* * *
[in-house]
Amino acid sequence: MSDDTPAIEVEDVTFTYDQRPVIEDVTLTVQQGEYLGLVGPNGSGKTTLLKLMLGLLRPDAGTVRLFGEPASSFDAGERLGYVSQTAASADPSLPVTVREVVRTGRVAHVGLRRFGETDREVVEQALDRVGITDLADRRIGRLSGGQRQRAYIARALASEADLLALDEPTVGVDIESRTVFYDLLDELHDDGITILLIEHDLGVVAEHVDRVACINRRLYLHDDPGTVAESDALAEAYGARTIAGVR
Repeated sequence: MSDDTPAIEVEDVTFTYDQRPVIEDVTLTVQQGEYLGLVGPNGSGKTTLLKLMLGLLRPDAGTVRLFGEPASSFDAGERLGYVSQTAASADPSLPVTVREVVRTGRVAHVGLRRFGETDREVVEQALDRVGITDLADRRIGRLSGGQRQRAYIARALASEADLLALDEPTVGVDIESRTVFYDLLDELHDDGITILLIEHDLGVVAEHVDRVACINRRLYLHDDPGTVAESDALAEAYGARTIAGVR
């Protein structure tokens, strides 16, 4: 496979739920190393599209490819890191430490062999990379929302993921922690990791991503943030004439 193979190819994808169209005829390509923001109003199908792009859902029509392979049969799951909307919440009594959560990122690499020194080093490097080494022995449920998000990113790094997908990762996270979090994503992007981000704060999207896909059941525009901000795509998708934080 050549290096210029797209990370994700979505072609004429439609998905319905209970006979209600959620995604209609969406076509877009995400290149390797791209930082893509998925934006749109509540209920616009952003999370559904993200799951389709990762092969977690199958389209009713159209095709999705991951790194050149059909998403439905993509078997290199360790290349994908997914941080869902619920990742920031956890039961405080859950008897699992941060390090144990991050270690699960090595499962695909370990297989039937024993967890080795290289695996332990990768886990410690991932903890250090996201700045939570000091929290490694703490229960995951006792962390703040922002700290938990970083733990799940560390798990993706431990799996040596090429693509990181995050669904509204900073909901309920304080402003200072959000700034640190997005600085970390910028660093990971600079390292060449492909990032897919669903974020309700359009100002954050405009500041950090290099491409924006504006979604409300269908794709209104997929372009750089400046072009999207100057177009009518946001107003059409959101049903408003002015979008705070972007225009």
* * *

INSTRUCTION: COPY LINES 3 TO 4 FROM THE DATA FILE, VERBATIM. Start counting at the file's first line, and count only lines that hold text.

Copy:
Repeated sequence: MSDDTPAIEVEDVTFTYDQRPVIEDVTLTVQQGEYLGLVGPNGSGKTTLLKLMLGLLRPDAGTVRLFGEPASSFDAGERLGYVSQTAASADPSLPVTVREVVRTGRVAHVGLRRFGETDREVVEQALDRVGITDLADRRIGRLSGGQRQRAYIARALASEADLLALDEPTVGVDIESRTVFYDLLDELHDDGITILLIEHDLGVVAEHVDRVACINRRLYLHDDPGTVAESDALAEAYGARTIAGVR
């Protein structure tokens, strides 16, 4: 496979739920190393599209490819890191430490062999990379929302993921922690990791991503943030004439 193979190819994808169209005829390509923001109003199908792009859902029509392979049969799951909307919440009594959560990122690499020194080093490097080494022995449920998000990113790094997908990762996270979090994503992007981000704060999207896909059941525009901000795509998708934080 050549290096210029797209990370994700979505072609004429439609998905319905209970006979209600959620995604209609969406076509877009995400290149390797791209930082893509998925934006749109509540209920616009952003999370559904993200799951389709990762092969977690199958389209009713159209095709999705991951790194050149059909998403439905993509078997290199360790290349994908997914941080869902619920990742920031956890039961405080859950008897699992941060390090144990991050270690699960090595499962695909370990297989039937024993967890080795290289695996332990990768886990410690991932903890250090996201700045939570000091929290490694703490229960995951006792962390703040922002700290938990970083733990799940560390798990993706431990799996040596090429693509990181995050669904509204900073909901309920304080402003200072959000700034640190997005600085970390910028660093990971600079390292060449492909990032897919669903974020309700359009100002954050405009500041950090290099491409924006504006979604409300269908794709209104997929372009750089400046072009999207100057177009009518946001107003059409959101049903408003002015979008705070972007225009």